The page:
Great Yarmouth Day Industrial School, Great Yarmouth, Norfolk
In 1879, the Great Yarmouth School Board opened a Day Industrial School for Boys at South Town Road, South Town, Great Yarmouth. The School was located on an old farm which was adapted for the purpose with the provision of a school room and work room. The establishment was certified on May 17th, 1879, with accommodation for up to 60 boys, aged 10 to 13 years. It began operation a few weeks later on June 9th. The master and matron were Mr and Mrs Edwin Horth.
As well as their classroom lessons, the boys spent part of each day engaged in industrial occupations. These primarily consisted of wood-chopping and net-making, both of which generated a certain amount of revenue for the School.
In 1881, Mr and Mrs S. Edwards took over as superintendent and matron. The following year's inspection report was not complimentary: 'The school makes no real progress, and with respect to its very existence or utility there seemed to be some difference of opinion on the part of the members of the Board. Under such circumstances the school fails to carry out thoroughly the objects for which it was established.'
Perhaps in an effort to improve matters, the Edwards moved on and Mrs Lamplugh was appointed superintendent. By 1884, Mr and Mrs Hancock had been appointed as superintendent and matron, with Mr and Mrs John Goode succeeding them in 1885. Ship-fender making had now joined the list of industrial occupations with good and saleable articles being produced. exhibited. A few of the boys were employed in the garden at certain seasons. They also did most of the work of the house, and helped in the kitchen.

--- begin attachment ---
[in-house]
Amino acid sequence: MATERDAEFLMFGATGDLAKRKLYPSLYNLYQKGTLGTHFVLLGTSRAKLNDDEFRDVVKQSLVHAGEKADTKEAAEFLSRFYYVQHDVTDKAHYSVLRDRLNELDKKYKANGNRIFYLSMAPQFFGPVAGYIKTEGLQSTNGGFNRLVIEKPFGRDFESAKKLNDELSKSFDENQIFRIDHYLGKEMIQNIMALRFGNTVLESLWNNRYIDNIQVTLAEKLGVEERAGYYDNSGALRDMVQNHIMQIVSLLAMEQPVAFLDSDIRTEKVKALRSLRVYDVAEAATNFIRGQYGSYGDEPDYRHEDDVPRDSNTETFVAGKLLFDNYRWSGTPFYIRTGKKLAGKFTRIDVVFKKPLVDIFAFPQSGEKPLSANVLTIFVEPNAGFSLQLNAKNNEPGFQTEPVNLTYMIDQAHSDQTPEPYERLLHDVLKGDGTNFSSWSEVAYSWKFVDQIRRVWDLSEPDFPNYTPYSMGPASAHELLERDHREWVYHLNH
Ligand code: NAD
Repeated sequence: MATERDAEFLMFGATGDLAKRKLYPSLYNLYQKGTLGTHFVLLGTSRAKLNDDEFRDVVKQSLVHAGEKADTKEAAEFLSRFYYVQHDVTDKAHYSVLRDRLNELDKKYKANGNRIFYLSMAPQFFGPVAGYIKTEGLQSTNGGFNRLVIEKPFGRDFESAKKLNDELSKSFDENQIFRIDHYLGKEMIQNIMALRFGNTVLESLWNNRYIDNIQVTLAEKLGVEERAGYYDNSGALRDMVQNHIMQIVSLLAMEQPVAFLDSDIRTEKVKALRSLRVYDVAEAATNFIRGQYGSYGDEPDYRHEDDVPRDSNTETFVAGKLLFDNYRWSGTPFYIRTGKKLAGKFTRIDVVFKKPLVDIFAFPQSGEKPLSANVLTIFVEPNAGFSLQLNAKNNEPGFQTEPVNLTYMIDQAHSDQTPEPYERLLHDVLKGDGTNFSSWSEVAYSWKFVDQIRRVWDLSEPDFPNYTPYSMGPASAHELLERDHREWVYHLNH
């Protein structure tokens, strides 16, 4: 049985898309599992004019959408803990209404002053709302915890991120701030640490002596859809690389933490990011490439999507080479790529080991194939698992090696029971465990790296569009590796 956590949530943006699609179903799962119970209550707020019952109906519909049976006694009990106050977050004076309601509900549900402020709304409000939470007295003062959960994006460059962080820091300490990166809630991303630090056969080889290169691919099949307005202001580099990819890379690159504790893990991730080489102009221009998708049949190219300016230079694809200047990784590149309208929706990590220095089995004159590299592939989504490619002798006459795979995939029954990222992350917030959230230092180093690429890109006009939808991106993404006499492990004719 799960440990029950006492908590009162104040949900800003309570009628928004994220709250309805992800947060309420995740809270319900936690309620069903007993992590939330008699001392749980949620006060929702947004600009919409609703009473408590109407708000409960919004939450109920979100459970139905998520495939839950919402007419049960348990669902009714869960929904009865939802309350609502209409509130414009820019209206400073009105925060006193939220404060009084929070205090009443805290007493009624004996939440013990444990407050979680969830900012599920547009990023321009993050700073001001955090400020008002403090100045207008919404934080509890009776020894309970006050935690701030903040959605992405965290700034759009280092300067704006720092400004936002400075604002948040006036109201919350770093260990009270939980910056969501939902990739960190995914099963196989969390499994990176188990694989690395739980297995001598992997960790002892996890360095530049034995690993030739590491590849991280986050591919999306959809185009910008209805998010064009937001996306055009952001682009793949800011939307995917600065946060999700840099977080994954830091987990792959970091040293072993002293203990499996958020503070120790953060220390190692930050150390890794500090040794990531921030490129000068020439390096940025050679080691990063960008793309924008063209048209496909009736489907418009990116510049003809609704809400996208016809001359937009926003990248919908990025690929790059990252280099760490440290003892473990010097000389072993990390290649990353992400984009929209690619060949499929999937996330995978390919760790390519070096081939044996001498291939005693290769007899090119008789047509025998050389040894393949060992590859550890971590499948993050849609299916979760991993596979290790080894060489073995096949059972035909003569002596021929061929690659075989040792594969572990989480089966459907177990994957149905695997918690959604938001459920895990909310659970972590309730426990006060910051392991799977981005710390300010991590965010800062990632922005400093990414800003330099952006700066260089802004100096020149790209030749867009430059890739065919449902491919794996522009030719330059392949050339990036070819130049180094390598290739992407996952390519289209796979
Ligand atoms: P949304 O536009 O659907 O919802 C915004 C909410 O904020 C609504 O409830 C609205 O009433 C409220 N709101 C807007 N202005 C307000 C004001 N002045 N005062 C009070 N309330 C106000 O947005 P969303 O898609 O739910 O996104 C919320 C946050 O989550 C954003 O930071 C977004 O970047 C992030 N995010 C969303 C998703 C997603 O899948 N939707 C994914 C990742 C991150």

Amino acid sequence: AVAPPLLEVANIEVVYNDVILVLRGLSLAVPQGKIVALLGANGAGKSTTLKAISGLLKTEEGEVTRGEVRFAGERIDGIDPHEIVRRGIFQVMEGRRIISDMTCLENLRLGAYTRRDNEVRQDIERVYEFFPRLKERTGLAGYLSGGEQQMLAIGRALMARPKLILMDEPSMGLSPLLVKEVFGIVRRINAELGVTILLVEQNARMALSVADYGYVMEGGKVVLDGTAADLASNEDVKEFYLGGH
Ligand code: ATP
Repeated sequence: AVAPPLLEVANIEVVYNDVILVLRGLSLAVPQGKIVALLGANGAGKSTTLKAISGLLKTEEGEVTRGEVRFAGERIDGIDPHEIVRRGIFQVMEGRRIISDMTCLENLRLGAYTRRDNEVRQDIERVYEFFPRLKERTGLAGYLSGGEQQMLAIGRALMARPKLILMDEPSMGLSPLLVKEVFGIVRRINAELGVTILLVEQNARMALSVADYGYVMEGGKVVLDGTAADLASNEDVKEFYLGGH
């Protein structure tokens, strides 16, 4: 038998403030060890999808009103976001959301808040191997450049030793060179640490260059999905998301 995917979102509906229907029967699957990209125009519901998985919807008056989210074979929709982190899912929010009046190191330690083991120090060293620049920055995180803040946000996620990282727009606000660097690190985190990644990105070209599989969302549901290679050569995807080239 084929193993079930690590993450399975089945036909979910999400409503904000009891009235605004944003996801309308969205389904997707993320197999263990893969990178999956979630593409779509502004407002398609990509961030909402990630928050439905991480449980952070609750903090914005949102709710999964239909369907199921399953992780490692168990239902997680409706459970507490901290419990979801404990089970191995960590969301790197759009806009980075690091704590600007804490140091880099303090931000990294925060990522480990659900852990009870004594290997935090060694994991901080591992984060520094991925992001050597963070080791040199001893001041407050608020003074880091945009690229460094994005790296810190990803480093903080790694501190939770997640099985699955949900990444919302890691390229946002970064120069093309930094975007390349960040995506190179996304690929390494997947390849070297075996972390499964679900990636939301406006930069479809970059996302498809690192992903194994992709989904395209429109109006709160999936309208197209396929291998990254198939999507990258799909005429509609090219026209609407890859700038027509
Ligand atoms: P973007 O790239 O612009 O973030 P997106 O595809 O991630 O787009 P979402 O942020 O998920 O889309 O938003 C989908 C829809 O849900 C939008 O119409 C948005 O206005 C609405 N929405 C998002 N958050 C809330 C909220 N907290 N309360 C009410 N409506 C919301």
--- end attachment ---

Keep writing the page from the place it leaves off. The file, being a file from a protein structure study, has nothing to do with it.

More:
in June, 1890, Mr W. Goode succeeded his brother Mr John Goode as superintendent. The latter had gone to the island of Trinidad to superintend an industrial school there, accompanied by his sister accompanied him. Mrs John Goode continued as matron.
A report in 1896 listed the staff as: Mr W.F. Goode, superintendent and headmaster; Mrs E. Goode, matron; Mr S.L. Goode, assistant schoolmaster; Miss Goode, assistant matron. Mr Donovan, labour master; Mr Everitt, carpenter, twice a week. In the classroom, singing (sol-fa), was very fair; geography all through, very fair; mental arithmetic, good in lower standards, fair in IV. and V; recitation, good, with occasional lapses. Word-building had been introduced, a series of object lessons given, for which there was a good museum. Composition in standard IV. and V. was good. The boys made cork fenders, rough mats, and did a little rope splicing and knotting. A class of carpenters, eight in number, was held twice a week, and nine boys received instruction in cooking, to fit them for service in smacks. Also with a view to helping boys going to sea, signalling with flags had been introduced. Drill and recreation took place in the small playground and also played on the nearby dunes.
Due to a decline in the number of pupils, the School closed in December 1898. All the remaining boys were discharged apart from two incorrigible truants who were committed to the Buxton Industrial School.
The former School buildings no longer survive.
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- None identfied at present — any information welcome.
- Higginbotham, Peter Children's Homes: A History of Institutional Care for Britain s Young (2017, Pen & Sword)
- Mahood, Linda Policing Gender, Class and Family: Britain, 1850-1940 (1995, Univeristy of Alberta Press)
- Prahms, Wendy Newcastle Ragged and Industrial School (2006, The History Press)
- None noted at present.
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